Highlights from Max Scherzer's introductory press conference at Nationals Park on Wednesday. (The Washington Post)

Washington may have at least one advantage over other pro sports cities when it comes to wooing high-priced free agent talent: the District’s tax laws.

Scott Boras, the agent for pitcher Max Scherzer and several other Nationals stars who has negotiated some of the biggest contracts in sports, said local tax laws allowed Scherzer and the Nationals to hammer out a creative contract that could provide a blueprint of sorts for other area teams courting big-name talent. That includes the kind of deals that likely would be required for the Wizards to lure, say, Kevin Durant back to his home town or for the Nationals to keep slugger Bryce Harper.

“I think it is, depending on where players live,” Boras said. “The dynamic of it is all the footprints have to be in place to make it happen.”

Boras said Scherzer’s $210 million contract is not only historic in terms of its size but noteworthy in structure. The deal takes advantage of District tax laws to save Scherzer money — possibly in the seven or eight figures — and keeps the team’s annual salary payments down. It would not have worked in New York, Los Angeles or most other baseball cities, he said.

“It took some of our brightest and best people in our office and in our ownership group to put this deal together,” Nationals General Manager Mike Rizzo said. “Without the structure of the deal the way it is, you don’t get this player here.”

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Scherzer likely won’t ever owe the District a dime because the Home Rule Act exempts workers from paying state income taxes here while residing elsewhere — regardless of whether they make their home in Arlington or Alaska. So Scherzer or any professional athlete can easily avoid D.C.’s relatively high 8.95 tax rate for high-earners by simply living outside Washington each offseason.

Scherzer happens to make his home in Florida, where there are no state income taxes. Others simply choose states with a lower rate. For example, fellow Nationals Jayson Werth and Ryan Zimmerman live year-round in Virginia (5.75 percent tax rate), and Bryce Harper maintains a residence in Nevada, which also doesn’t collect a state income tax.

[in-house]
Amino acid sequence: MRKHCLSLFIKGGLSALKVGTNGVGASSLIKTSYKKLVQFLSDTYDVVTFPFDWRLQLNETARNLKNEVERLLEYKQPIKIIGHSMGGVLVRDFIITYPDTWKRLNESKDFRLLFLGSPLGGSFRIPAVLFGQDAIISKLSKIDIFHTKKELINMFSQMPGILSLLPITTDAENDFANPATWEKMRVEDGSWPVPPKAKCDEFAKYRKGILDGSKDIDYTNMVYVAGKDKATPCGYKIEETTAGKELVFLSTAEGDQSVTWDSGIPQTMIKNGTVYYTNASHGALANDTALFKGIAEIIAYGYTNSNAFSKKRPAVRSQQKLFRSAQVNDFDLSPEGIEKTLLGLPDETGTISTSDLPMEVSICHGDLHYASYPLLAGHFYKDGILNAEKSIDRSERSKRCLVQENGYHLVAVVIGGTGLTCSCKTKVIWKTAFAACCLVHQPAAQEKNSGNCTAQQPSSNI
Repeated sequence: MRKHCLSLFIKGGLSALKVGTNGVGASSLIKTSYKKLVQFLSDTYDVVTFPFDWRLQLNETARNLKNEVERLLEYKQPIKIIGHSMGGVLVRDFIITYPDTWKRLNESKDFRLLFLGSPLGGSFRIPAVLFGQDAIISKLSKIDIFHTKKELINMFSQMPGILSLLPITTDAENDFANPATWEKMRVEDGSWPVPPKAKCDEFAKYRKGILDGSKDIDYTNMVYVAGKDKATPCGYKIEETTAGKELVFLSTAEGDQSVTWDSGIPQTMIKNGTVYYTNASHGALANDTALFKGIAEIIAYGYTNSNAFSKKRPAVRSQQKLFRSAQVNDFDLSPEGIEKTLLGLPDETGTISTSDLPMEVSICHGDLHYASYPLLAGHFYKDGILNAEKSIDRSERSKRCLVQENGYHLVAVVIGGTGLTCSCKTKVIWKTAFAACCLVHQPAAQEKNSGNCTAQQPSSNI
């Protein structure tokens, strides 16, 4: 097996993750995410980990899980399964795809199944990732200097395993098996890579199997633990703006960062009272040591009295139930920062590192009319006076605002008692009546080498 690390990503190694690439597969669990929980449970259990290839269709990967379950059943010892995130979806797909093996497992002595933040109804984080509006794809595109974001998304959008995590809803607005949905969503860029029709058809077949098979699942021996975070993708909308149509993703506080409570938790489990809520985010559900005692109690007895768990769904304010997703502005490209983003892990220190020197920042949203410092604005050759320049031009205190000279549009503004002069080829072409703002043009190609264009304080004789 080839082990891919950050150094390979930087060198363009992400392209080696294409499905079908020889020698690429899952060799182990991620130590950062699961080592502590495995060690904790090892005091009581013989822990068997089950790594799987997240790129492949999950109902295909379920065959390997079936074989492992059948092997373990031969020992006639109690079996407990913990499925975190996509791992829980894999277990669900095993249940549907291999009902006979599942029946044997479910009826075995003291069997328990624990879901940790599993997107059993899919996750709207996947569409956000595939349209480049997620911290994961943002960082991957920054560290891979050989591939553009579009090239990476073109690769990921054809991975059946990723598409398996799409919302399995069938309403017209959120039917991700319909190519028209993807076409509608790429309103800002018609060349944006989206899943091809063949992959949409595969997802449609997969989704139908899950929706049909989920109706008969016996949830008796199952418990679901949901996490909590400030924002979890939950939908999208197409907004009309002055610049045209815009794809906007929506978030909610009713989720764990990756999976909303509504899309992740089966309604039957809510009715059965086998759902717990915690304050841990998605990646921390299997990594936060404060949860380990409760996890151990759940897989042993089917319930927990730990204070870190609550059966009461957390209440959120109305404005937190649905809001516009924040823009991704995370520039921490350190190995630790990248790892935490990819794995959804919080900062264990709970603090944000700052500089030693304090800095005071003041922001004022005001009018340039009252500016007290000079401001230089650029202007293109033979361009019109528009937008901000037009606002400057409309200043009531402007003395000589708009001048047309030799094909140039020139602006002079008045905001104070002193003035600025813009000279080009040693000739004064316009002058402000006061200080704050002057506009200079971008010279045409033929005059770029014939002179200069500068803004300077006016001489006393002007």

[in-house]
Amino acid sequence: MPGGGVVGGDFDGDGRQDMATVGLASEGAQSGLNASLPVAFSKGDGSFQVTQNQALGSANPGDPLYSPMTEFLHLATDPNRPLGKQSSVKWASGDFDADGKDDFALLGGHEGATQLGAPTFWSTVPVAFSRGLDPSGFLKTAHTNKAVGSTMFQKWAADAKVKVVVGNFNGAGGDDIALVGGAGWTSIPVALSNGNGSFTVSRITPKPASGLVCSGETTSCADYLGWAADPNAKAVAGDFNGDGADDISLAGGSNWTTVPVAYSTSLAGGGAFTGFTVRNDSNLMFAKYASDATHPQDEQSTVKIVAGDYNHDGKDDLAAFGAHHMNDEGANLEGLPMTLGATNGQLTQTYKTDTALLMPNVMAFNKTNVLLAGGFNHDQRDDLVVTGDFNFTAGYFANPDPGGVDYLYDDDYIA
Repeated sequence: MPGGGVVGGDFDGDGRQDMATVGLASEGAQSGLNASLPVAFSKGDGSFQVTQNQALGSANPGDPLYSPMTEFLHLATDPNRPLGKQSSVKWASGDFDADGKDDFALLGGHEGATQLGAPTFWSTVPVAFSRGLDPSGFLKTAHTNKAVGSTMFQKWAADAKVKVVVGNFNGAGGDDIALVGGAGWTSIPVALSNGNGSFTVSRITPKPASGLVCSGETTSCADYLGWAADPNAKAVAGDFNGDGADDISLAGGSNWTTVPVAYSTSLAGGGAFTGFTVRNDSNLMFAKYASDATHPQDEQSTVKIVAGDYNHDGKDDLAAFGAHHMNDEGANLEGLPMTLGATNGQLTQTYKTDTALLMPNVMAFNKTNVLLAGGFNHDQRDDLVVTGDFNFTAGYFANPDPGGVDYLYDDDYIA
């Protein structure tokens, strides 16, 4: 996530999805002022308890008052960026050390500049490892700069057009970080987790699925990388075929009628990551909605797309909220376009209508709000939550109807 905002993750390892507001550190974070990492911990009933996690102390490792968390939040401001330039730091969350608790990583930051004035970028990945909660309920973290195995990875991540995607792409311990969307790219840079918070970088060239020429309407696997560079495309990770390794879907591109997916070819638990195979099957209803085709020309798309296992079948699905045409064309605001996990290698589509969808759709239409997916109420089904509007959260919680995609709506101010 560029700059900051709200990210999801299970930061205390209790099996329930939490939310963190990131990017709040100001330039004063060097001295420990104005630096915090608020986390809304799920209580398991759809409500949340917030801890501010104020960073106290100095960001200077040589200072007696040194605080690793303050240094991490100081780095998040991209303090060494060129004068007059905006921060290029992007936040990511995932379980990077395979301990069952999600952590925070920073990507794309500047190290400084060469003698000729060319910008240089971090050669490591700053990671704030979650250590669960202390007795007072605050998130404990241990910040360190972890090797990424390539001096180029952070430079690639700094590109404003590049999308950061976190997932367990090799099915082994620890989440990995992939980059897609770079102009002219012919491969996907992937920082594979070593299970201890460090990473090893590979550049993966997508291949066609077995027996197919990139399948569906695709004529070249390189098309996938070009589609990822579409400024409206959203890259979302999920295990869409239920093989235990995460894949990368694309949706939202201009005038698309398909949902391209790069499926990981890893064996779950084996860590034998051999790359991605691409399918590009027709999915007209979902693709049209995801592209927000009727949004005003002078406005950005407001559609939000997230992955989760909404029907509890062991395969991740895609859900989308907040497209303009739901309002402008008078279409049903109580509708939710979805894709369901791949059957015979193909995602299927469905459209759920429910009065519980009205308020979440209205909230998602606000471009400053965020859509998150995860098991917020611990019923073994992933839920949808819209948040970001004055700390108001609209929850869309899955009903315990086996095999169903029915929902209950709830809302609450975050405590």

There are two key points that allow Scherzer to take advantage of local tax laws. First, the contract includes an aggressive bonus structure that means Scherzer can pocket $50 million that will never be subjected to a state income tax. Second, the total value of the contract will be paid out over 14 years — $15 million annually. Scherzer stands to earn $105 million after the contract expires in 2021. Assuming he maintains residence in Florida, none of that will be subject to local income taxes.

While some states might pursue that deferred money, that’s not likely to happen in the District, said Sean Packard, tax director at OFS Wealth, a McLean-based firm that deals primarily with professional athletes.

“For example, California will go after income earned one year and paid out in a second year,” Packard said

Boras said that had Scherzer agreed to similar terms with another team — at least those not based in Florida or Texas — he potentially would lose millions off his signing bonus, plus millions more on the rest of the deal. The deferred money allowed Scherzer to accept a lower annual salary during what could be the prime of his career.

Boras credited “the genius of Ted Lerner,” the Nationals’ principal owner, to helping hammer out the financing. Rizzo said the flexibility to spread the $210 million over 14 years was essential.

The Post Sports Live crew debates whether Nationals fans should temper their expectations for the World Series even with the addition of Cy Young winner Max Scherzer. (Post Sports Live/The Washington Post)

“In a straight seven-year deal, it would not have fit the parameters of our budget,” Rizzo said.

Taxing high-earning professional athletes has been a thorny issue in the District for years. The issue last came before the D.C. Council in 2011, when a so-called “jock tax” was proposed. The measure would have levied a local income tax on high-end athletes and entertainers who earn money in the District but live elsewhere. It was voted down.

Professional athletes often have to pay income taxes for their road games, and Scherzer stands to suit up for around 70 games each season in taxable jurisdictions. Taking into account spring training and postseason, only about one-third of his annual salary likely will be subject to state income taxes the next seven years.

While other D.C.-based teams, such as the Wizards, Capitals, United and Mystics, certainly have the opportunity to copy the blueprint — spread out financing and urge a player to set up base outside Washington — Boras said the savings might seem more pronounced with larger deals.

“It’s the kind of thing that works for any guy who plays in D.C. and lives in a tax-free state,” said Packard, who urges his Washington clients to live outside the District. “Living around here and having D.C., Maryland and Virginia in close proximity and people commuting to different places makes everything pretty unique.”